April 09, 2018
Regional and international health experts met in New Providence over the weekend to discuss a number of major issues relating to women’s health during the Caribbean Gynecological Cancer Society’s (CGCS)Third Annual Symposium.
Held at the Warwick Hotel, Paradise Island, the discussions centred on areas such as cervical cancer and recent advances in ovarian and endometrial cancers. Screening for cervical cancer was also “prominent” on the symposium’s agenda.
Addressing the Symposium’s Opening Session, Prime Minister, Dr. the Hon. Hubert A. Minnis applauded the organizers of the Symposium for “taking this giant step forward in women’s health, and in particular, oncological care, by inviting regional and international experts to our shores to share their experiences with us.”
“Our newly formed Society has an awesome responsibility. Your programme today shows that you are up to the task,” Prime Minister Minnis said.
“You have taken, head-on, the issues of cervical cancer screening, its implementation, unacceptable outcomes, and why we must do better. You have also taken on the cutting-edge technology issues such as hypo-fraction radiation therapy and recent advances in ovarian and endometrial cancers.
“More importantly, you have the support of the entire gynecological cancer community in the region. I look forward to this Gynae-Oncology update and the promise of a healthier future for our women in the Caribbean,” Prime Minister Minnis added.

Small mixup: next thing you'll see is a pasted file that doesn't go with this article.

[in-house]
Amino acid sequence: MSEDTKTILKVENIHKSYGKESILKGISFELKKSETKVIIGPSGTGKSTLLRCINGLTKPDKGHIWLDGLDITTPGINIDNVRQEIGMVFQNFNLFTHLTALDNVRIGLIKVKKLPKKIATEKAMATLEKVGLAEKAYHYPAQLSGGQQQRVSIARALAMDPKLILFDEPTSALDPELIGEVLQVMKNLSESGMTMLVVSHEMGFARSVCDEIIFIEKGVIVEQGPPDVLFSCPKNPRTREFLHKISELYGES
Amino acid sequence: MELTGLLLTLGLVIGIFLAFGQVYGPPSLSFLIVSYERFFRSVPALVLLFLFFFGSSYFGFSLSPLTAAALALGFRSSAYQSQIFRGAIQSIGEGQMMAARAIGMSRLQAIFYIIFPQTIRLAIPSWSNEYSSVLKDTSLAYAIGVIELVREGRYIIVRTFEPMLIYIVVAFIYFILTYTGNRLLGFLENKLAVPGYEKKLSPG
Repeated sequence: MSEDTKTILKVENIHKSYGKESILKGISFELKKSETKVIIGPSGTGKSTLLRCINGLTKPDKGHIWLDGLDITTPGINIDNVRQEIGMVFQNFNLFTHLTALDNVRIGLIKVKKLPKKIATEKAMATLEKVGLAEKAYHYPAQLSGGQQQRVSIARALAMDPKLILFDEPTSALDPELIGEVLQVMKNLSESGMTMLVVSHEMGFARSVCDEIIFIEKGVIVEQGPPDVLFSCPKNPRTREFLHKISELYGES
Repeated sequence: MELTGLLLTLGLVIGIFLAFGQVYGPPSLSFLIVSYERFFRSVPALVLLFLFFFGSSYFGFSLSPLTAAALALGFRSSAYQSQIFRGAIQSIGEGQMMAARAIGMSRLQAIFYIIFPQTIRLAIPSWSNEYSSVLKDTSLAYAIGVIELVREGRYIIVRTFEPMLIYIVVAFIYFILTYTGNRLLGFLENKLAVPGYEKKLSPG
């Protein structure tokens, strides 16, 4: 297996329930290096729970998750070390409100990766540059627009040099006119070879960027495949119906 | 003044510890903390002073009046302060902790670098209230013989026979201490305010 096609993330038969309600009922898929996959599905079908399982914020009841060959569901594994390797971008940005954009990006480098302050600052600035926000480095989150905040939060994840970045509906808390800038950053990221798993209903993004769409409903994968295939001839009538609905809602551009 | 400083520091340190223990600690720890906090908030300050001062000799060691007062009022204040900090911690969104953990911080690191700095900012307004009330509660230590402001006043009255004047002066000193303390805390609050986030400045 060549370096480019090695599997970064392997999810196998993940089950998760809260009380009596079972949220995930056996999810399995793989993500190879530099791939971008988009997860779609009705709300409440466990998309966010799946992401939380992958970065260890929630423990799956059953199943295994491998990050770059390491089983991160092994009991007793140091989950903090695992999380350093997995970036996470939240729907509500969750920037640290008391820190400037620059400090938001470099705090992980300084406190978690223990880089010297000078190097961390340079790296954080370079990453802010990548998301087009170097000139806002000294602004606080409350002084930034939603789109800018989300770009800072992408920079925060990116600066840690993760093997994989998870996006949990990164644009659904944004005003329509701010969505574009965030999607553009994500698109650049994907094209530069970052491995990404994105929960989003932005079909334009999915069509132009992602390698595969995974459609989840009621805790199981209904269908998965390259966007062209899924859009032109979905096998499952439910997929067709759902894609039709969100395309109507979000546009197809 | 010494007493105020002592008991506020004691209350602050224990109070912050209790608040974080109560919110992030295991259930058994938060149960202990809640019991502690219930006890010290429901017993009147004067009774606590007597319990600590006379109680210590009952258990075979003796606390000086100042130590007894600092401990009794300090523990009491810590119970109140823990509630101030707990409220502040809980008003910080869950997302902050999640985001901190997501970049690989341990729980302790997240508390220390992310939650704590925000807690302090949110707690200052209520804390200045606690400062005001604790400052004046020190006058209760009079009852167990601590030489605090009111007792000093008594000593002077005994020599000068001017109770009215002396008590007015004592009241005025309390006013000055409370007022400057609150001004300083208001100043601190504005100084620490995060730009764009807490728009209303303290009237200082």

Prime Minister Minnis said the discussions were “topical” as the burden of cervical cancer is high in The Bahamas with almost one new case being diagnosed per week.
“In The Bahamas, we recognize that our crude incidence rate of new cases of Cancer of the Cervix (24.5/100,000) exceeds that of the rest of the Caribbean average of 23.6/100,000 and is almost twice that of the GLOBOCAN data of 15.1/100,000. At almost one new case per week being diagnosed, cervical cancer ranks as the second-leading cause of female cancer in The Bahamas, and the second-most common female cancer in women aged 15-44 years.
“The burden of cervical cancer is high,” Prime Minister Minnis continued, “(it) represents the third-leading cause of cancer deaths in women and the fourth-leading cause of cancer deaths in women ages 15-44 years of age. The concomitant physical and mental suffering and the socio-economic impacts are immeasurable. Premature deaths and disability come at huge national costs.”
Prime Minister Minnis also told the health experts that The Bahamas commenced its national HPV Vaccination Programme in 2015, making the vaccine available in the public healthcare system.
Global health experts say the vaccine helps to prevent the human papilloma virus (HPV) types that cause most cervical cancers.
Research from Australia indicates a number of successes after a decade of national HPV vaccine administration to its at-risk reproductive age-group.
In the first four-to-five years after the programme started, there was a 77 per cent decrease in the number of 18-24 year old women with HPV (for the HPV types covered by the vaccines.) Pre-Cancerous abnormalities also decreased – by 34 per cent in 20-24 year olds, an indicator that they will be at much lower lifetime risk of ever developing cervical cancer.
“With The Bahamas Expanded Immunization Programme boasting a 100 per cent coverage in our school population, we have the promise of similar reductions in HPV-related disorders as we roll out the HPV vaccines of our reproductive age group at-risk,” Prime Minister Minnis added.
The Caribbean Gynecologic Cancer Society was formed in 2015 by a group of senior regional gynecologic surgeons and gynecologic oncologists, including those from The Bahamas, dedicated to improving the care of regional women with, or at risk of developing, gynecological cancer. The Society was incorporated in 2017.
Bahamian doctors listed among the Society’s Founding Membership include Dr. Raleigh Butler, Dr. Darron Halliday, Dr. Hubert A. Minnis and the late Dr. Bernard J. Nottage.
By Matt Maura